Robotic Process Automation: Implementing Traditional and Cognitive RPA Tools
In 2018, RPA became one of the fastest growing segments in the enterprise software market, according to Gartner.
RPA is a software solution for automating mundane business tasks nobody likes. By implementing a digital workforce, companies can become more efficient and cut costs. For instance, an Infosys BPM case study reveals that automating loan and payment administrative tasks resulted in a 30 percent decrease in employee effort and saved over $1.5 million in 18 months.
But RPA has stepped beyond simple repetitive tasks with the introduction of Cognitive Automation. This type of RPA can handle tasks that otherwise require complex decision making or human involvement. But businesses willing to begin automating may be confused by all the implementation options.
So in this article, we’ll explain how RPA works and the types of RPA, giving some advice on how to implement each of them.
What is RPA software
Robotic Process Automation in a nutshell is the practice of using a software bot that can replicate or perform tasks in place of a human employee.
A lot of office tasks have a distinct flow of actions, like, collect data > filter out required items > transfer prepared data to some destination, e.g., a spreadsheet. If there is a clear set of actions, an RPA bot can handle such tasks by memorizing the steps and applying given rules to the process. As a result, we can reduce manual effort for completing mundane work like invoice processing or document transfer.
This form of RPA, also called traditional RPA, has been around for over two decades. And the software market has developed numerous out-of-the-box solutions for typical business tasks, allowing businesses to avoid customization and apply RPA to their workflows.
However, traditional RPA is kind of limited in terms of task complexity, since bots operate using a predefined set of rules, which means they can’t respond to changes or make decisions. For example, if you change a file’s destination folder, a traditional RPA bot won’t be able to complete the task. It will need a new rule for this case.
That’s where Cognitive Automation bots come in handy, as this type of RPA can solve more complex tasks. But, before talking about each type and its capabilities, first let’s discuss how RPA software works in general and then highlight the differences and individual specifics.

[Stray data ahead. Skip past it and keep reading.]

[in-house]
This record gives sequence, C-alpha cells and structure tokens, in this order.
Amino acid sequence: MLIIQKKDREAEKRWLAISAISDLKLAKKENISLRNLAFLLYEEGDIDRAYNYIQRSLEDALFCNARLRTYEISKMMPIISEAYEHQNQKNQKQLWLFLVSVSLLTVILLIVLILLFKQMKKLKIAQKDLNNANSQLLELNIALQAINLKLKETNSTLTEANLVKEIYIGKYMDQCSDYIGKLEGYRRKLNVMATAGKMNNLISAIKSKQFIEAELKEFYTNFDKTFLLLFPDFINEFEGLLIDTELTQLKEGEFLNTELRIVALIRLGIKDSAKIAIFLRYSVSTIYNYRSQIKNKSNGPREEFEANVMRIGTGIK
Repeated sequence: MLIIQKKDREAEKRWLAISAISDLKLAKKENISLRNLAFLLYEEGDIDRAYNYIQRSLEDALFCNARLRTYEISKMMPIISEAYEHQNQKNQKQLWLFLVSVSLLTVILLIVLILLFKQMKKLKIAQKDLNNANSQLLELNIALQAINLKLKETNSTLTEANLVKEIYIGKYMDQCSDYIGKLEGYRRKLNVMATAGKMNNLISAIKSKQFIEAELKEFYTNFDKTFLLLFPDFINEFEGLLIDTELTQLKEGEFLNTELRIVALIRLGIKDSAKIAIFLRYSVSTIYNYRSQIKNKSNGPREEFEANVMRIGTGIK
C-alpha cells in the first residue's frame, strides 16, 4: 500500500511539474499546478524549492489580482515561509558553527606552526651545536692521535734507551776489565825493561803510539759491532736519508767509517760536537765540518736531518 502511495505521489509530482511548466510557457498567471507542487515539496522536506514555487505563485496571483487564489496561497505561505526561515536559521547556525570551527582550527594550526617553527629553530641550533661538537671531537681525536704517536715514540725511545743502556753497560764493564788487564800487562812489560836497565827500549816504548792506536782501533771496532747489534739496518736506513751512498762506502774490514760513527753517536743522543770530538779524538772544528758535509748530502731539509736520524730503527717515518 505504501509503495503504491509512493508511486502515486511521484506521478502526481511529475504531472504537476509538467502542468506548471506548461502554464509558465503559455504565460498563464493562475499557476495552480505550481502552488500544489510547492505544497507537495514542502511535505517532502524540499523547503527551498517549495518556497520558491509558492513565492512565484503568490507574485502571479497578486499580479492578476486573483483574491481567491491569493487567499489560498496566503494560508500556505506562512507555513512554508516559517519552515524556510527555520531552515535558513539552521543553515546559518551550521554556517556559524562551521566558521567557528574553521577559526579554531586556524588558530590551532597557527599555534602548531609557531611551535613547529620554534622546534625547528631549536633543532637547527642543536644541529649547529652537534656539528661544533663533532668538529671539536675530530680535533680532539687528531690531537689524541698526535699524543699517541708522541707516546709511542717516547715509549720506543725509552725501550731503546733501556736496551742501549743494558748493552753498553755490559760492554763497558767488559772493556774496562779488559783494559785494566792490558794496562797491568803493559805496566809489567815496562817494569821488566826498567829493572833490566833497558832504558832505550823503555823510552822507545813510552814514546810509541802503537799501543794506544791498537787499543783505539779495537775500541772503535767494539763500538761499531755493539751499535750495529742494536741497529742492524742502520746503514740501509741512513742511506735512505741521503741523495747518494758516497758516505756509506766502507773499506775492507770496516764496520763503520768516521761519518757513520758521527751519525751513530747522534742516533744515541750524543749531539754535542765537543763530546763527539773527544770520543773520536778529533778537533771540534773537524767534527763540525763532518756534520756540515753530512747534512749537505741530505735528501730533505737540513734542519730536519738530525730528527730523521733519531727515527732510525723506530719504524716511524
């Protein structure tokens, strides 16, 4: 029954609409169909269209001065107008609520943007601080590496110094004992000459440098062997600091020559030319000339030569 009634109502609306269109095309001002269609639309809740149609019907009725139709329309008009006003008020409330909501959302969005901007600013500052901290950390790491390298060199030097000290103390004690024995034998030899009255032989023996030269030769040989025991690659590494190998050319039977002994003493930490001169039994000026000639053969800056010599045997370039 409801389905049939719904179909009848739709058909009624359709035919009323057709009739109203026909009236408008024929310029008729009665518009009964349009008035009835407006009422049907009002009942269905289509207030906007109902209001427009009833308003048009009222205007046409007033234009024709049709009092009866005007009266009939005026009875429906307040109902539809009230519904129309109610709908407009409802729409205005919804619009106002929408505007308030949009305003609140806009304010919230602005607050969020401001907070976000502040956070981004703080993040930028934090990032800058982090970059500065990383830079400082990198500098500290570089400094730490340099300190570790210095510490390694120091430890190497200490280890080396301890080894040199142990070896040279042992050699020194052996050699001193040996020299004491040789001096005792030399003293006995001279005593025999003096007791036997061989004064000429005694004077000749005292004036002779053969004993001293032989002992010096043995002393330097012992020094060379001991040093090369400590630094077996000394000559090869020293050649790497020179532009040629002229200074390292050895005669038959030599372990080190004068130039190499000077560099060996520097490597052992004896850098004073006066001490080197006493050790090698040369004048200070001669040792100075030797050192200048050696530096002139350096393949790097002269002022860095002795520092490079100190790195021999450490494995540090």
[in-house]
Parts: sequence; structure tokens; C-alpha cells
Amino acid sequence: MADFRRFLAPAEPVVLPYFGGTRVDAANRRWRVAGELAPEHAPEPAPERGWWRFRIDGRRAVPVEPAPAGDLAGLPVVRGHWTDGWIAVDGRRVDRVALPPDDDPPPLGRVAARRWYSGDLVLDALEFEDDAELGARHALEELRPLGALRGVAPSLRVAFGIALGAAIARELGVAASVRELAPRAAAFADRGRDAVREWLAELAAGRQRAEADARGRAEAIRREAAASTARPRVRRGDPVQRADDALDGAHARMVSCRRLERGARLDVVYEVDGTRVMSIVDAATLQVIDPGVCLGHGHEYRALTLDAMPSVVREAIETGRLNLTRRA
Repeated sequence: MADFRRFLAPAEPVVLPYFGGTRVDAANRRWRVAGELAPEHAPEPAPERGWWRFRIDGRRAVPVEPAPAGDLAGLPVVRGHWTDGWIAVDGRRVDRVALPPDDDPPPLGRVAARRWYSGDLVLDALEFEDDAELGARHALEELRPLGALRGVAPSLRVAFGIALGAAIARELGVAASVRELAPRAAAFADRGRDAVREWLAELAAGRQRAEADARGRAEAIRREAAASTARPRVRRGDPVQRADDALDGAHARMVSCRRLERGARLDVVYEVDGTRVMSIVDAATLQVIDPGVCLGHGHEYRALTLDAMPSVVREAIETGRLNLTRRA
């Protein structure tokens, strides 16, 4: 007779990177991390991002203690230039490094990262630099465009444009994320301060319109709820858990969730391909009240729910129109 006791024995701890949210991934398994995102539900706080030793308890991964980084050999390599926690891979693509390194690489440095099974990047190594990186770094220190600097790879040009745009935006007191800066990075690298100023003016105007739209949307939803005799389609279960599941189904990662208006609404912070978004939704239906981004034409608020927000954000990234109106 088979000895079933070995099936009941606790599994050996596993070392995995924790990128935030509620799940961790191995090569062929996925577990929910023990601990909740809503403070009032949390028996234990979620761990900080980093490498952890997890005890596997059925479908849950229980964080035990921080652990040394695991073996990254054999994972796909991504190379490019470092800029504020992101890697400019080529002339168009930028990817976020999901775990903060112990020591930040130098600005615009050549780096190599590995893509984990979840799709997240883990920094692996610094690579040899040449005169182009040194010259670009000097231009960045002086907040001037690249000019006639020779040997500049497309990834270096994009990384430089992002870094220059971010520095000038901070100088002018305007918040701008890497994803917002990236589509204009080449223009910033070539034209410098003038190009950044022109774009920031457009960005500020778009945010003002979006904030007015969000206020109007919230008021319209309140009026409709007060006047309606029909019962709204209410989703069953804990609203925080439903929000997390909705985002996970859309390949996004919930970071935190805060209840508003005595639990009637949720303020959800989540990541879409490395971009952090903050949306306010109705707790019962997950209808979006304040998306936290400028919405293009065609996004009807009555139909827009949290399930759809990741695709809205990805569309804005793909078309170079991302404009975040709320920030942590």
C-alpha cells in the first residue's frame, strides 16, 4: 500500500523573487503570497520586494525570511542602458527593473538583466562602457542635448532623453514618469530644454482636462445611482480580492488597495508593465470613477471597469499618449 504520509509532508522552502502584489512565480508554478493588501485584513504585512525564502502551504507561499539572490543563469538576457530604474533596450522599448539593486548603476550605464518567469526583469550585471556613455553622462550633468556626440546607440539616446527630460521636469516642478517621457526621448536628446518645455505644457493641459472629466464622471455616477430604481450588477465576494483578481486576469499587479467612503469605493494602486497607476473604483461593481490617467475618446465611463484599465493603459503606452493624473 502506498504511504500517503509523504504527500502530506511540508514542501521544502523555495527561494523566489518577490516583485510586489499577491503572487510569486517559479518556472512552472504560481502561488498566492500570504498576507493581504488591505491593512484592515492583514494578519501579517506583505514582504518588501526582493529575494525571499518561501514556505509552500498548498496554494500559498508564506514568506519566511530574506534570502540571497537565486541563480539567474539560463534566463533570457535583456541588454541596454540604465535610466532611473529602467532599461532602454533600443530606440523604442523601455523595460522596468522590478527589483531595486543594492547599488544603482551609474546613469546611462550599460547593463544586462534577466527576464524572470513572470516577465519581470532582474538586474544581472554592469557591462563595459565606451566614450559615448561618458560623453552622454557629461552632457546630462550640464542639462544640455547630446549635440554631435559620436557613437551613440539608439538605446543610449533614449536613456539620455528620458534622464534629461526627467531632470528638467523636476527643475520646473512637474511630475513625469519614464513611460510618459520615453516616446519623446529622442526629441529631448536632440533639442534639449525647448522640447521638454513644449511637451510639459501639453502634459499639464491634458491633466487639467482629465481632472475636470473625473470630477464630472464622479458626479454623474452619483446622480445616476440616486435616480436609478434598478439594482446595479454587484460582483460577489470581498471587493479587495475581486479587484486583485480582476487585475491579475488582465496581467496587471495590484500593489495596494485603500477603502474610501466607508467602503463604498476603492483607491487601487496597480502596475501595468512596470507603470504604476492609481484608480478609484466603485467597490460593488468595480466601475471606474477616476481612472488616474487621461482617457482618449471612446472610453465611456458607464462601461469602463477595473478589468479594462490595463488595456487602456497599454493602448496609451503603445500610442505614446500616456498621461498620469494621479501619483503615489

How Robotic Process Automation works
Both types of RPA have to be prepared before they can complete a task. So, the whole process can be divided into three phases:
- installing and training the bot to complete specific tasks,
- setting up an operational model, and
- and orchestrating the digital workforce.
Let’s look at every step.
RPA bot training
Traditional RPA was designed to be used by non-tech users. So, training a robot to complete a certain task requires no programming skills. Most RPA software can be installed on a user’s PC and “trained” via a dedicated user interface by the user themselves.
This is an example of the UiPath RPA interface. Here, the tabs in the center represent a sequence of actions the bot has captured while the real user was performing a task. These actions are precisely the ones the bot will take when performing the task on its own.
The real beauty of it is that the RPA industry was built around the needs of office workers. Major RPA software vendors have considered most routine work scenarios and their products are ready to be “trained” out of the box. That’s why, for the most part, there is a little to no need of customization or specific RPA training.
Things aren’t that simple for cognitive automation. The biggest difference between traditional and cognitive automation lies in training. While any person can train a traditional bot to replicate the task, cognitive automation training involves complex technologies like machine learning to train the bot. In this case, training the bot will require datasets and machine learning models in conjunction with other AI technologies and cognitive RPA will most likely require dedicated engineering effort. We’ll discuss this later in this article.
The second point is the operation model. RPA software differs by the degree of human involvement in its work. Operation models consider attended and unattended RPA.
Attended RPA software requires a user to trigger the program to start or stop doing its work. In most cases, there is some sort of “start/finish” button in the software interface. Nothing complex here.